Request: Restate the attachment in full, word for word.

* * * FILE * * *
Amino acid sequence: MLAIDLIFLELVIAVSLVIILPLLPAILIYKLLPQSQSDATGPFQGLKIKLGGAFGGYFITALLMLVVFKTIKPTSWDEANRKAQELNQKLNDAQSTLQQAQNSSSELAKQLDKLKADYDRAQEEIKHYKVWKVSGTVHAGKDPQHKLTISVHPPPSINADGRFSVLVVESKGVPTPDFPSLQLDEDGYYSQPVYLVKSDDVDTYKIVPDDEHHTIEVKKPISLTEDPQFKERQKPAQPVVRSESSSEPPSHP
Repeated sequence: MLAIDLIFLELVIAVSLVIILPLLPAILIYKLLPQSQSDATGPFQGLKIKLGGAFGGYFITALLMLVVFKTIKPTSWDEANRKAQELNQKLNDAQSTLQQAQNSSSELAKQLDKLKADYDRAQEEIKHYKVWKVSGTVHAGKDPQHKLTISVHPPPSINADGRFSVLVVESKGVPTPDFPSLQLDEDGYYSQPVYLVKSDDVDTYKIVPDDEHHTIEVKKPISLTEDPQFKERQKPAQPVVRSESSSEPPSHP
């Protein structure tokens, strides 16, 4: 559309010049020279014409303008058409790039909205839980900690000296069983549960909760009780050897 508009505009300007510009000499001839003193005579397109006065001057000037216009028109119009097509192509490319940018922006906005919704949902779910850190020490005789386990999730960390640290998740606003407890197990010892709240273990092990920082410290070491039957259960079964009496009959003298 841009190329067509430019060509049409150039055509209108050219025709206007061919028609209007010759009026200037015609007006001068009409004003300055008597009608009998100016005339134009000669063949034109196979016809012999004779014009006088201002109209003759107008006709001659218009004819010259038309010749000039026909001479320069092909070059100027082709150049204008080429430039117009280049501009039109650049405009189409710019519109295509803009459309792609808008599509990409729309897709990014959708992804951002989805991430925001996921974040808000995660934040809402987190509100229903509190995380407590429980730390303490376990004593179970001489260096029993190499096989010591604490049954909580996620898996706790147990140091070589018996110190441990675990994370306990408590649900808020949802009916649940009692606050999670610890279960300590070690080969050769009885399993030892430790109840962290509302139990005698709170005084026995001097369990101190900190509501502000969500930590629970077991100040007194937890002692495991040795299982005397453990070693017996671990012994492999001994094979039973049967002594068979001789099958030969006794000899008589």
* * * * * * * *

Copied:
Amino acid sequence: MLAIDLIFLELVIAVSLVIILPLLPAILIYKLLPQSQSDATGPFQGLKIKLGGAFGGYFITALLMLVVFKTIKPTSWDEANRKAQELNQKLNDAQSTLQQAQNSSSELAKQLDKLKADYDRAQEEIKHYKVWKVSGTVHAGKDPQHKLTISVHPPPSINADGRFSVLVVESKGVPTPDFPSLQLDEDGYYSQPVYLVKSDDVDTYKIVPDDEHHTIEVKKPISLTEDPQFKERQKPAQPVVRSESSSEPPSHP
Repeated sequence: MLAIDLIFLELVIAVSLVIILPLLPAILIYKLLPQSQSDATGPFQGLKIKLGGAFGGYFITALLMLVVFKTIKPTSWDEANRKAQELNQKLNDAQSTLQQAQNSSSELAKQLDKLKADYDRAQEEIKHYKVWKVSGTVHAGKDPQHKLTISVHPPPSINADGRFSVLVVESKGVPTPDFPSLQLDEDGYYSQPVYLVKSDDVDTYKIVPDDEHHTIEVKKPISLTEDPQFKERQKPAQPVVRSESSSEPPSHP
């Protein structure tokens, strides 16, 4: 559309010049020279014409303008058409790039909205839980900690000296069983549960909760009780050897 508009505009300007510009000499001839003193005579397109006065001057000037216009028109119009097509192509490319940018922006906005919704949902779910850190020490005789386990999730960390640290998740606003407890197990010892709240273990092990920082410290070491039957259960079964009496009959003298 841009190329067509430019060509049409150039055509209108050219025709206007061919028609209007010759009026200037015609007006001068009409004003300055008597009608009998100016005339134009000669063949034109196979016809012999004779014009006088201002109209003759107008006709001659218009004819010259038309010749000039026909001479320069092909070059100027082709150049204008080429430039117009280049501009039109650049405009189409710019519109295509803009459309792609808008599509990409729309897709990014959708992804951002989805991430925001996921974040808000995660934040809402987190509100229903509190995380407590429980730390303490376990004593179970001489260096029993190499096989010591604490049954909580996620898996706790147990140091070589018996110190441990675990994370306990408590649900808020949802009916649940009692606050999670610890279960300590070690080969050769009885399993030892430790109840962290509302139990005698709170005084026995001097369990101190900190509501502000969500930590629970077991100040007194937890002692495991040795299982005397453990070693017996671990012994492999001994094979039973049967002594068979001789099958030969006794000899008589």